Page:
Improving Your Internet Privacy

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This article is designed to help average people improve their privacy whilst using the internet. I can't stress enough that this is not fool-proof. There are no guarentees. I take no responsibility for how this affects your browsing experience or your life.

The article is split into 3 sections: Easy, Medium, Hard. As the titles imply, each level trades improved Privacy for increased Hassle. The Easy list should have almost no impact on your browsing whatsoever. The Medium list requires a bit of setup and perhaps a small change in the way you interact with the web but the added burden should be managable. The Hard list includes techniques and software that I believe are outside the realm of what 95% of the population will be willing to put up with in the name of Internet Privacy.

Most of the software selections in this article are opensource. Opensource software is desirable because all of the code is available for anyone to download and look at. This means it is far less likely that the software does creepy things behind the scenes because, if it did, someone would have noticed it.

I've written a sister article that describes specific privacy breeches and ways to mitigate them. Check it out over here at Online Privacy Measures.


Everyone should take the steps listed below. These will have very little impact on your browsing habits but will assist in disabling several of the most common methods used to track your behavior online. I implement every suggestion listed below.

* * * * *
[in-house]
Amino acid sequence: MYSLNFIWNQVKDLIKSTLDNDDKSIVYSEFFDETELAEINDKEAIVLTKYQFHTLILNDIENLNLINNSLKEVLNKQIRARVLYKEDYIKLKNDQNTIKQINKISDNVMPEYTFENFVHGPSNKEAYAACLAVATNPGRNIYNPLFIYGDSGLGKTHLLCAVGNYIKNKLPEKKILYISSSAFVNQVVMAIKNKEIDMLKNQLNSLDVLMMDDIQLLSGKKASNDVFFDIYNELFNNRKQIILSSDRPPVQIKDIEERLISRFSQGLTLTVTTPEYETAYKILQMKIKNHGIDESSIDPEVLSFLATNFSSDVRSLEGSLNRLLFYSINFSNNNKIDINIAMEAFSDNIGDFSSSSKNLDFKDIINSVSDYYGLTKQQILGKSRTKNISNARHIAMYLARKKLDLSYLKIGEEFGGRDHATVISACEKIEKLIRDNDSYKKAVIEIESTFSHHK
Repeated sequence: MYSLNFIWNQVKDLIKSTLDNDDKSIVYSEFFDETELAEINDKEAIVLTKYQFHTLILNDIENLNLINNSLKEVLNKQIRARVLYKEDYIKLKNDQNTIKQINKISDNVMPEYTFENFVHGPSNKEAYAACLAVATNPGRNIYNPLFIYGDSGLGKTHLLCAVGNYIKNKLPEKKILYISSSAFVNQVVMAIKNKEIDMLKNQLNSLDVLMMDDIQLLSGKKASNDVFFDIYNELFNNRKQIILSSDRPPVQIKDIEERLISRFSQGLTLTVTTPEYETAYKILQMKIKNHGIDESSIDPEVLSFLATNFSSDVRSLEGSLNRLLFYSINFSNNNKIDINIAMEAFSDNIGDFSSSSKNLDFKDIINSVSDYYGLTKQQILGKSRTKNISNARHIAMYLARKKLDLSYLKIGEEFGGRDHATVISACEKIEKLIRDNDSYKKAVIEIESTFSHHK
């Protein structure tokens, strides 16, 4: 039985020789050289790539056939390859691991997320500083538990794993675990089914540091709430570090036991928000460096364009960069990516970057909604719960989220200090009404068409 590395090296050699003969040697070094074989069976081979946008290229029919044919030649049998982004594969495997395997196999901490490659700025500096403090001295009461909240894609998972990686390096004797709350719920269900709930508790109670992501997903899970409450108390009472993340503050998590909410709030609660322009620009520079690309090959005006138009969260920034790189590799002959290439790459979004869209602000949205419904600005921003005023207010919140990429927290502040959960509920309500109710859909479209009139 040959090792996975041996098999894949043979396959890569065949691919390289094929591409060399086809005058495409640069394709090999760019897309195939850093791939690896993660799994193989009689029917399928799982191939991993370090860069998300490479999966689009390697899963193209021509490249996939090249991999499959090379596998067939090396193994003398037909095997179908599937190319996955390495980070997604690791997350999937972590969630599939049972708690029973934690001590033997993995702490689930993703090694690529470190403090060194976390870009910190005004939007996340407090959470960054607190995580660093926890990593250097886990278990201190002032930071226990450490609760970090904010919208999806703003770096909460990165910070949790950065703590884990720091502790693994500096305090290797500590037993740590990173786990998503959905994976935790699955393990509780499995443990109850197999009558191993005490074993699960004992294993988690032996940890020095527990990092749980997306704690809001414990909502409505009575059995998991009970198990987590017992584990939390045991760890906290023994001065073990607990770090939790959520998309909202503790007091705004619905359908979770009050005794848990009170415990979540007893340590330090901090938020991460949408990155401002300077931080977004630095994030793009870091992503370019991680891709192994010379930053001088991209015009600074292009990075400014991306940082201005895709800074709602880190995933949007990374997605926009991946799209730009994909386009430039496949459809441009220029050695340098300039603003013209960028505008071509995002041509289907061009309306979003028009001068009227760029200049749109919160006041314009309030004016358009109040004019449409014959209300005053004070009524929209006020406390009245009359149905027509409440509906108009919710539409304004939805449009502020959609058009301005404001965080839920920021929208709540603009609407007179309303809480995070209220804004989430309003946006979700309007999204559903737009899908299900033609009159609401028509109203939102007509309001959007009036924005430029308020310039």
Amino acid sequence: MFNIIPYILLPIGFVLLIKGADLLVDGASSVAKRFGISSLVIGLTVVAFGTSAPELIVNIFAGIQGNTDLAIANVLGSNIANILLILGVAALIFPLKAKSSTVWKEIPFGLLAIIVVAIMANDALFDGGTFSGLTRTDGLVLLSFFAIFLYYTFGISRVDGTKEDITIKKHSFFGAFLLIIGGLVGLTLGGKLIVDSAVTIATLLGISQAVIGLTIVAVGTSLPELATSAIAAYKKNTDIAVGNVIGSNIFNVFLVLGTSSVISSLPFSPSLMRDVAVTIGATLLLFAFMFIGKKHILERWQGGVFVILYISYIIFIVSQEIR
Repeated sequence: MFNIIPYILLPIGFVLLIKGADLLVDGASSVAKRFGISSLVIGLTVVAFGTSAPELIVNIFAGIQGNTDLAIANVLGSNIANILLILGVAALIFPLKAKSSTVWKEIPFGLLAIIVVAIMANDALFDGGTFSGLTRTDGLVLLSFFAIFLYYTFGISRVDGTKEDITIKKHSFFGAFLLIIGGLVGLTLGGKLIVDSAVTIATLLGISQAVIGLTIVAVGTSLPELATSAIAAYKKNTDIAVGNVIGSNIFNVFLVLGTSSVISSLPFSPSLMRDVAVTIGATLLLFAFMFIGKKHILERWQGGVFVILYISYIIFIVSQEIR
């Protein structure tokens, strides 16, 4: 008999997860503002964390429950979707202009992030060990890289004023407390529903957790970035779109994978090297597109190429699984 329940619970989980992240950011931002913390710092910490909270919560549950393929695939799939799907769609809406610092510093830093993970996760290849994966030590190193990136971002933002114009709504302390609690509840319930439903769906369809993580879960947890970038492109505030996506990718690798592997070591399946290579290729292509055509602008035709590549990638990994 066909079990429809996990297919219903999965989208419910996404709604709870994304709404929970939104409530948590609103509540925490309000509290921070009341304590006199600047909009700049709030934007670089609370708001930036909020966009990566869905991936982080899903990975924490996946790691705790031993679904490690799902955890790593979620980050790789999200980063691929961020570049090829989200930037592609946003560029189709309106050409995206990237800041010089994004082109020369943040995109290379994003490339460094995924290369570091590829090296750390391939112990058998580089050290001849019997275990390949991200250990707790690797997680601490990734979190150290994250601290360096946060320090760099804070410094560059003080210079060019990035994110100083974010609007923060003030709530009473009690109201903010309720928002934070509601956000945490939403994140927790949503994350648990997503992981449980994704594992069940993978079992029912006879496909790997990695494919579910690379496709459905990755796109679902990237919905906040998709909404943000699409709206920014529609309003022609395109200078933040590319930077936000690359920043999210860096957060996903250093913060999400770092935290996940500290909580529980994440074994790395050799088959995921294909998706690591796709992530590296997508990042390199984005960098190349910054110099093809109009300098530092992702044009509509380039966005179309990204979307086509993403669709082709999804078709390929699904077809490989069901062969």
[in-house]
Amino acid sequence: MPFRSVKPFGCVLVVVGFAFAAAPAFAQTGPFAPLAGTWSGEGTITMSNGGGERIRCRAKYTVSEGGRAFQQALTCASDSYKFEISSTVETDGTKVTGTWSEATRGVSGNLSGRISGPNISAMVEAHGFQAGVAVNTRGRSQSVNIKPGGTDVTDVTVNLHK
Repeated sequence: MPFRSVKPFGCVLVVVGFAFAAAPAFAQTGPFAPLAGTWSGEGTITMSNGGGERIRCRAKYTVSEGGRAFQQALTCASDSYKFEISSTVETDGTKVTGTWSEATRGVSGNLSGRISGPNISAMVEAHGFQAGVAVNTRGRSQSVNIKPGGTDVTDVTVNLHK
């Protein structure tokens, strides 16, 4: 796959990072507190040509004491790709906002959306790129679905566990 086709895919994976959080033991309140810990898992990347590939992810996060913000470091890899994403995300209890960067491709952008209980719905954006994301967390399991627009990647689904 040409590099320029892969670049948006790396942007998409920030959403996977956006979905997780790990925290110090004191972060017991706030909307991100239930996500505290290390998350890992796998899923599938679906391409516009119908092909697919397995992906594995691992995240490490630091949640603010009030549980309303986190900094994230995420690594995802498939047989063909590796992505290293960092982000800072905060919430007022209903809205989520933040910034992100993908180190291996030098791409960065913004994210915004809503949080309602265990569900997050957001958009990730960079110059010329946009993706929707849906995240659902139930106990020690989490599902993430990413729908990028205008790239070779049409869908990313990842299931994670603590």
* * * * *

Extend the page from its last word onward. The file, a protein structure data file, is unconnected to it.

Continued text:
Startpage, DuckDuckGo, or IxQuick

  • Search engines like Google and Bing keep track of everything you've ever searched for. Switch to one of these other browsers which promise to keep no logs of their own and foil Google and the others by aggregating search from millions of people. Startpage provides Google results, DuckDuckGo gets results from Bing & others, IxQuick provides results from everyone BUT Google. Try all 3 and pick your favorite. You can't go wrong!



  • Switch to Mozilla Firefox for your web browser. Firefox is a well known and mature web browser that benefits from being opensource and not owned by Google. It also has a robust set of Addons that are key to improving your privacy online.
  • Browsers like IE, Safari, & Chrome are "closed source" which means there is no easy way for individuals to audit the code to ensure that it isn't doing anything malicious. It is common for these browsers to send back data on what you are doing to their respective developers (Microsoft, Apple, etc).


  • Installing the following Addons will do things like encourage encrypted network traffic and disable tracking systems
  1. AdBlock Edge
  2. BetterPrivacy
  3. Disconnect
    • Disconnect is a great addon that stops tracking from a wide variety of sources including Facebook, Google, & Twitter along with Advertising, Analytics and others.
  4. HTTPS-Everywhere
    • HTTPS-Everywhere contains a list of sites with secure conections available and tells your browser to use those secure connections when visit the unsecured version of their sites.
  5. PrivacyFix


  • Change your DNS Lookup to use a free, non-log-keeping server supported by the OpenNIC project. This allows you to browse without having your ISP log every single website you visit via DNS Request Logging.

Lockdown Facebook, LinkedIn, & Google


  • The simplest way to lockdown the Privacy settings of these sites is to use the PrivacyFix addon for Firefox (or Chrome, but by now you shouldn't be using Chrome!). The point of this is to allow your friends to see your activity but restrict, as much as possible, the ability of random strangers and external companies, to view & use your information.
  1. Install the Addon by following the link below and clicking the Big Red Button
  2. Reload the PrivacyFix website and follow the PrivacyFix instructions!
  3. After completing the steps you can keep it installed to use their "dashboard" or uninstall it. The settings you modified will persist.

What Info Are You Uploading?

  • Typically your friends already know where you live, where you work, where you went to school. Do you really need to have this information plastered all over your page and in the database for Facebook to sell to Marketing Companies? Consider removing as much information about yourself as you feel comfortable getting rid of.